NAN ROSENTHAL: Yes. And anyway, I think Chuck explained to Arne that it's about time. [Laughs.] And Kiki was taken on. And I had actually met Kiki in Washington. Charlie Stuckey, who was the 19 century curator there, then, knew Kiki quite well and thought we would enjoy one another and he introduced us. And I knew Jane Smith, Kiki's mother, for some reason rather well. And maybe in the same way I knew Emily Newman [ph] from way back—anyway. So Lowery and I persuaded Bill that we needed to get this.

JUDITH RICHARDS: He never asked your advice about acquisitions he had in mind to make. Did he?

NAN ROSENTHAL: Yes, he did. Sure, I guess—or things would happen. In other words, people would approach me. I think I mentioned that Anthony d'Offay had this group of 55. It's not that he owned them. I mean, he and Kiefer worked that out, but 55 Anselm Kiefer drawings.

And d'Offay calculated that if I presented them to Bill, it would be more effective than if he went straight to Bill about the Kiefer's. Bill would just say, "oh, that's too much money," or it's too this or too that, whereas if I approached Bill it would be more effective. Things like that happened, but Bill would, depending on the area—

JUDITH RICHARDS: Did he have a leaning toward a certain area of contemporary art and make acquisitions most in that area?

NAN ROSENTHAL: Well, I think Bill had a real taste for figurative art, though he did acquire abstraction as well.

JUDITH RICHARDS: Moving just a little bit, did he assign the curator to do the summer installation on the roof?

NAN ROSENTHAL: Well, there wasn't a different one every summer until I started doing these one-person shows, which were really as much Bill's idea as mine. I don't know how far back they went, but Lowery mostly did them, and they were drawn from the permanent collection.

JUDITH RICHARDS: Was beginning more commissioned unique works for the roof something that happened because of an increased budget?

NAN ROSENTHAL: I don't remember. I remember that for a long time the funds came through a trustee.

JUDITH RICHARDS: Oh, I think you mentioned that.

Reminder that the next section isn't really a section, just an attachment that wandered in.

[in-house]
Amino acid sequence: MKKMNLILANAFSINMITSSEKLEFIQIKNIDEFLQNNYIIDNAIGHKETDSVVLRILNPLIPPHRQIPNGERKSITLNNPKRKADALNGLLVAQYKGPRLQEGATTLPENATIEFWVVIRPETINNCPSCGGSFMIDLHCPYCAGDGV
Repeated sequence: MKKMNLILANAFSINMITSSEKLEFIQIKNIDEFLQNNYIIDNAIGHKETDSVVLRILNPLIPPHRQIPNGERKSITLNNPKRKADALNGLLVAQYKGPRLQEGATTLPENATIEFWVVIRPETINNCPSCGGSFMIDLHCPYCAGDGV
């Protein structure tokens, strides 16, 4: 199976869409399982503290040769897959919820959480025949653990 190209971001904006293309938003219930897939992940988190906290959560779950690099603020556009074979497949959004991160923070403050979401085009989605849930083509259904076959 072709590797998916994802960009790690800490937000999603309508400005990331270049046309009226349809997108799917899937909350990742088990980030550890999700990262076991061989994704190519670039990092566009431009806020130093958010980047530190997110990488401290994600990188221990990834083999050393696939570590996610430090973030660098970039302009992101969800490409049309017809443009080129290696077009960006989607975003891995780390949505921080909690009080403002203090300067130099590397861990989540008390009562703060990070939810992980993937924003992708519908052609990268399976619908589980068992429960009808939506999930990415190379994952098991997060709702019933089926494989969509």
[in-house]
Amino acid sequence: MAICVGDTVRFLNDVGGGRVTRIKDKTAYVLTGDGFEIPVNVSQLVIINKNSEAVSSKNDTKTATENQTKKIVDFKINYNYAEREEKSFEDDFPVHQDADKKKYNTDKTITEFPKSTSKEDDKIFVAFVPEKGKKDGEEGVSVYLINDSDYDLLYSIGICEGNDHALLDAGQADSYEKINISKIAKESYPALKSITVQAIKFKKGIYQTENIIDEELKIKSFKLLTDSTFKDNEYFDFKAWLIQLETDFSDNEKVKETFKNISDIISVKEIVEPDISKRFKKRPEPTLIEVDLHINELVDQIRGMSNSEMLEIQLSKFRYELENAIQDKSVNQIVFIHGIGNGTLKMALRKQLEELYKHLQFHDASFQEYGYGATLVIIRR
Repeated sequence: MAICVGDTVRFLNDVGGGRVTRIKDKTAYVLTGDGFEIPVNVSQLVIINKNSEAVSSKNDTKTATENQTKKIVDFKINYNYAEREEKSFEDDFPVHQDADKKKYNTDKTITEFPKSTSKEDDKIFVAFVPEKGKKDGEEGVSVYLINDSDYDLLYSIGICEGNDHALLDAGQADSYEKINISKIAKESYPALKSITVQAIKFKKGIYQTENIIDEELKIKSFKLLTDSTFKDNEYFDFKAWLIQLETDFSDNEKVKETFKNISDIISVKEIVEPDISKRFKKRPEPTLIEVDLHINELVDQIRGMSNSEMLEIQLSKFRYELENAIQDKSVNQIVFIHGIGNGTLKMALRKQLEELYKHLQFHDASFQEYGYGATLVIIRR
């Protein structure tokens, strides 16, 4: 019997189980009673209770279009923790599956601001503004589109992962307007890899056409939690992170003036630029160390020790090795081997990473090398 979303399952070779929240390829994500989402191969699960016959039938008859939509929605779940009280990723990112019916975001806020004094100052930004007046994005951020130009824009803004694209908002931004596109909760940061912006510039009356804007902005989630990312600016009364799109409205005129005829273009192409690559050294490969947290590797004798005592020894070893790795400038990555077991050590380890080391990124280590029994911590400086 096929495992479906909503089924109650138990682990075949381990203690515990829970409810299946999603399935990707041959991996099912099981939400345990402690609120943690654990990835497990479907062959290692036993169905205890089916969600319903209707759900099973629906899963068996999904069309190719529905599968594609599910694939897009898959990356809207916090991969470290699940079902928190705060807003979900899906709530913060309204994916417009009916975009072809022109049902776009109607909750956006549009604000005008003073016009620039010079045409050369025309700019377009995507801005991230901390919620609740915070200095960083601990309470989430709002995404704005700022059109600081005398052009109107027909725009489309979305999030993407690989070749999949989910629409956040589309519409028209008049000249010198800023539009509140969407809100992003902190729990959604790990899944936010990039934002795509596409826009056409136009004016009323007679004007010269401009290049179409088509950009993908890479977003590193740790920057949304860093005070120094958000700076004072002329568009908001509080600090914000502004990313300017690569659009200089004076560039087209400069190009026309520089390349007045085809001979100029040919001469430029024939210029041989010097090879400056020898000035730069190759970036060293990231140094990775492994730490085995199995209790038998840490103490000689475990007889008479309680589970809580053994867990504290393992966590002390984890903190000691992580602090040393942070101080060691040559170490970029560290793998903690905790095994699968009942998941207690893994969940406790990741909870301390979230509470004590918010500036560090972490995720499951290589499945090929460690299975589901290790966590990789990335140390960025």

NAN ROSENTHAL: Yes. And I think now more money is spent on the roof than used to be.

JUDITH RICHARDS: They're more ambitious projects for certain.

NAN ROSENTHAL: They're more expensive to do, certainly. And we had a certain limit.

JUDITH RICHARDS: You talked about Phillipe de Montebello's lack of strong enthusiasm for contemporary art and for your department. Yet those projects, which were expanding and bringing more attention, were great publicity drawers and were a strong action that the Met could do, and did, to make itself somewhat competitive with the other major institutions that had more emphasis in their exhibition program on contemporary art.

NAN ROSENTHAL: Yes, anything competitive is something of an exaggeration. I don't think we were very competitive with the Museum of Modern Art. But actually, publicity for these exhibitions was something that I I focused on. And most of the artists that I did exhibitions of were already quite distinguished, well-known figures.

JUDITH RICHARDS: Absolutely. Starting with Ellsworth Kelly, I think.

NAN ROSENTHAL: Yes. And so asking these artists to do an interview, say, with Carol Vogel of The New York Times, who was kind of an old friend of mine, was not a difficult thing. Carol enjoyed doing something like that. She didn't, back in those days, interview artists that much herself, and so she had fun doing that. And it always made a good picture for The Times. Phillipe liked that part and the development people up at Met liked it a lot.

JUDITH RICHARDS: And you brought your knowledge of journalism? [Laughs.]


JUDITH RICHARDS: It's a tremendous asset, as well as your relationships with artists.

NAN ROSENTHAL: I did. And Harold Holzer, the head of public relations or whatever, he likedthat I was a former journalist. He trusted me with the press.

JUDITH RICHARDS: Would you say that one of the roof installations that you did—there's Ellsworth Kelly, Joel Shapiro, Oldenburg and van Bruggen, others, LeWitt—was the most successful your favorite roof project? Was there one that you could single out as having surpassed your expectations or, for any number of reasons, been especially gratifying?

NAN ROSENTHAL: Well, ironically one that I thought was fairly successful—there were several really—was the Lichtenstein one and of course Roy had died. I wasn't working with him but I knew the work well and Dorothy was terrific—his widow. And there's that one wonderful sculpture of his—of which there is a version in Washington—of a house. That was very effective.

And there were some people at the Met that I worked with on this. We did the house, which was a large, almost house-sized house—flat. And then we created a big lawn around the house, and that was quite a production. And there were people at the Met who were extremely helpful with it and people who would normally be working on an Egyptian show—they were a lot of fun.